What Is Protein's Function And How Much Do You Need?

You’ve probably been told that you need protein in your diet to build muscle, lose weight, or even maintain a healthy lifestyle. You know you need protein. But exactly how much should you eat each day? And why do we even need it to begin with?

We’ve made a fun animated video to answer your questions about protein and show you why Sunwarrior’s protein powder is made to help you run the extra mile, lose those pounds, feel more energetic, and reach your health goals.

You’ll learn in this article and the video below:  

  • What protein is and it' s function in the body
  • How much protein you need daily to build muscle, lose weight, or achieve your health goals
  • What foods contain protein
  • How to get enough protein if you eat a plant-based or vegan diet
  • And why Sunwarrior protein powders give you the nutrients to live your best life

What Is Protein?

Protein is the most abundant molecule, apart from water, in our bodies. You always think of muscle when you talk about protein or about their components, amino acids, but these essential little building blocks are found in every cell and tissue throughout the body.

Protein facilitates the digestion and absorption of nutrients. It acts as a cell's hands to grab and carry those nutrients into their interiors, and it removes waste and toxins. It even goes into hormones our bodies use to balance and regulate hundreds of systems and functions, from blood sugar to emotions.

Protein combines with vitamins and minerals to do even more. Protein can move oxygen from the lungs and to cells that desperately need it to survive, act as antioxidants (cleaning up free radicals that do cellular damage and contribute to cancer and aging), and aid the immune system in recognizing and removing threats to our health and wellness.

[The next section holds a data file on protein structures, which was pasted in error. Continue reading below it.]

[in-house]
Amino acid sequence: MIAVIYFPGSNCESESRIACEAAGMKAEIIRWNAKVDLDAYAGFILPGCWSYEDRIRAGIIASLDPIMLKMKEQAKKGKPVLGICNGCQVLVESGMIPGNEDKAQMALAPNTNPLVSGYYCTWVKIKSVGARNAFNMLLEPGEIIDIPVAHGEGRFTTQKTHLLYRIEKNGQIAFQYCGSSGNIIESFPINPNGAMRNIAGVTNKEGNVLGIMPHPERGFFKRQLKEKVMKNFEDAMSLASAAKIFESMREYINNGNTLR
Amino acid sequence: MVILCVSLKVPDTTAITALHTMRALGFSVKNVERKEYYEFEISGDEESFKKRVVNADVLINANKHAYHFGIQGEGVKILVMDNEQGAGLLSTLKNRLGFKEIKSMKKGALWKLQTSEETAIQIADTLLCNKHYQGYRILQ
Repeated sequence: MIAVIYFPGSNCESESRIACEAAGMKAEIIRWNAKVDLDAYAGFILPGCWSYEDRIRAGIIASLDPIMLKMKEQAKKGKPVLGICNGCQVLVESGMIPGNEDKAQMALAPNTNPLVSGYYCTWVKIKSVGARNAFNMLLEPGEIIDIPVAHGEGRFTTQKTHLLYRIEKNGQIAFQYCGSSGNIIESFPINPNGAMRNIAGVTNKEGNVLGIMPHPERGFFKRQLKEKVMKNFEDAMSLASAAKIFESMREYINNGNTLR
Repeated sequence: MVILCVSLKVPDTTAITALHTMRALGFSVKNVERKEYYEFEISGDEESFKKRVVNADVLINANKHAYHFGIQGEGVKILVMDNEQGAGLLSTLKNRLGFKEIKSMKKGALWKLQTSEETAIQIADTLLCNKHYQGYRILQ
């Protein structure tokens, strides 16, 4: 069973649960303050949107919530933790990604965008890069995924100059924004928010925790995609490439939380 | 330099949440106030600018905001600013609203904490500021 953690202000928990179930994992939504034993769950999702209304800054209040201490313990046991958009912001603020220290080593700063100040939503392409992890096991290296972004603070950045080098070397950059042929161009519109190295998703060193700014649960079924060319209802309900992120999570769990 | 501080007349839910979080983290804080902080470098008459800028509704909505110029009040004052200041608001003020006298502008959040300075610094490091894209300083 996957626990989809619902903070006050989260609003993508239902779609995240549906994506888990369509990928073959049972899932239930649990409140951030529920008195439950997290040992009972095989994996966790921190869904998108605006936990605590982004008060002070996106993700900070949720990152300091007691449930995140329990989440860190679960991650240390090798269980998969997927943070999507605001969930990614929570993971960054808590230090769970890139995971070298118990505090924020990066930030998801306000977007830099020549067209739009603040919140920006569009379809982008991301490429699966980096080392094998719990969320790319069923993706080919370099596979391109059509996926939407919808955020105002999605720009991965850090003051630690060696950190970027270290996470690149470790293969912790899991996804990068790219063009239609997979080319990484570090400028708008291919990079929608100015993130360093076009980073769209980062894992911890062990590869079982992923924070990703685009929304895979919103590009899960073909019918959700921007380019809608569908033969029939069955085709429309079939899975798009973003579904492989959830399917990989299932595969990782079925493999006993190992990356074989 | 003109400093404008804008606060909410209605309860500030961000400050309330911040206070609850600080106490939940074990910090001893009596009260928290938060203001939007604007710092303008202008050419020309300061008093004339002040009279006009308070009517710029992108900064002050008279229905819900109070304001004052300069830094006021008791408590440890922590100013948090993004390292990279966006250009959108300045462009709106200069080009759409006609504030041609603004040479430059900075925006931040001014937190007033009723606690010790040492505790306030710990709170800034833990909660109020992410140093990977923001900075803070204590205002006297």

The body synthesizes proteins from amino acids, forming them into long chains. The chains can then twist and fold into unique shapes with practically endless possibilities and combinations in form and function. The bonds in these chains make protein very strong, flexible, and elastic (like a spring) perfect for both muscles and enzymes that need to move, shift, and react.


The Effects of Too Much Protein

You probably think about needing protein in your diet and try to make sure you have enough. But you may not realize that too much protein can actually be harmful to your body.

Since the body doesn't store amino acids, you do need a daily supply of protein. Excessive protein bogs down digestion, can supply way more calories than we need, and does damage to the liver and kidneys.

High protein fad diets such as the Atkins diet promise to help you lose weight but can actually be working against your body. Though high protein diets may temporarily help you shed pounds, excess protein will eventually be stored as fat, and the leftover amino acids are excreted. This effect actually leads to weight gain over time.

Also, when you eat too much protein, you can seriously wreck your body’s natural bowel movements. High protein levels can lead to constipation or diarrhea especially when you forget to add enough fiber to your diet.

Your kidneys also have to work in overdrive when you flood your system with protein. Because of the amount of nitrogen found in the amino acids from protein, your kidneys have to work harder to get rid of the excess uric acid.

Another reason to keep your eye on the amount of protein you eat is because high-protein, meat-based diets have even been linked to cancer in scientific studies. It is connected to breast, colon, prostate, and other cancers.

The Effects of Not Enough Protein

Not getting enough protein is also a problem. Too little protein makes you weak and more susceptible to disease and illness. Don’t worry about not knowing though. Your body will tell you when you aren’t getting enough protein.